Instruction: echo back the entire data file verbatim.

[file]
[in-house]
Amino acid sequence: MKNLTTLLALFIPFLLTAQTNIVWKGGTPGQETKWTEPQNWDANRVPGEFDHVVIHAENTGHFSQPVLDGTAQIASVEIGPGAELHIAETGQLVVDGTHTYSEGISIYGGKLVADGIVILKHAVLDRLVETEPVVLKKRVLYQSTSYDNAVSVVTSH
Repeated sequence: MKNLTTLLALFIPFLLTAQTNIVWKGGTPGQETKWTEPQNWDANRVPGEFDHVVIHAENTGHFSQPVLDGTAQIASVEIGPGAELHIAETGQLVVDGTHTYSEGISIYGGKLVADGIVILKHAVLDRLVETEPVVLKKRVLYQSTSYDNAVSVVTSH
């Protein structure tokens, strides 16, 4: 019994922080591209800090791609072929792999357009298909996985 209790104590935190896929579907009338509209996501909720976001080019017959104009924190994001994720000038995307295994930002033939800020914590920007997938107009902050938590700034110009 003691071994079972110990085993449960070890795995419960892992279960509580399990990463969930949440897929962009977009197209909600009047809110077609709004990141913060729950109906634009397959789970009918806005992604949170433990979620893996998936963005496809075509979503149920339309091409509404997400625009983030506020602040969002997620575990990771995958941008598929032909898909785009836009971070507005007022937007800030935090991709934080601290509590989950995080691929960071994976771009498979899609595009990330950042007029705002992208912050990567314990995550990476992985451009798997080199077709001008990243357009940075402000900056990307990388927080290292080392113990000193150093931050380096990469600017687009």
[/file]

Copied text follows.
[in-house]
Amino acid sequence: MKNLTTLLALFIPFLLTAQTNIVWKGGTPGQETKWTEPQNWDANRVPGEFDHVVIHAENTGHFSQPVLDGTAQIASVEIGPGAELHIAETGQLVVDGTHTYSEGISIYGGKLVADGIVILKHAVLDRLVETEPVVLKKRVLYQSTSYDNAVSVVTSH
Repeated sequence: MKNLTTLLALFIPFLLTAQTNIVWKGGTPGQETKWTEPQNWDANRVPGEFDHVVIHAENTGHFSQPVLDGTAQIASVEIGPGAELHIAETGQLVVDGTHTYSEGISIYGGKLVADGIVILKHAVLDRLVETEPVVLKKRVLYQSTSYDNAVSVVTSH
């Protein structure tokens, strides 16, 4: 019994922080591209800090791609072929792999357009298909996985 209790104590935190896929579907009338509209996501909720976001080019017959104009924190994001994720000038995307295994930002033939800020914590920007997938107009902050938590700034110009 003691071994079972110990085993449960070890795995419960892992279960509580399990990463969930949440897929962009977009197209909600009047809110077609709004990141913060729950109906634009397959789970009918806005992604949170433990979620893996998936963005496809075509979503149920339309091409509404997400625009983030506020602040969002997620575990990771995958941008598929032909898909785009836009971070507005007022937007800030935090991709934080601290509590989950995080691929960071994976771009498979899609595009990330950042007029705002992208912050990567314990995550990476992985451009798997080199077709001008990243357009940075402000900056990307990388927080290292080392113990000193150093931050380096990469600017687009």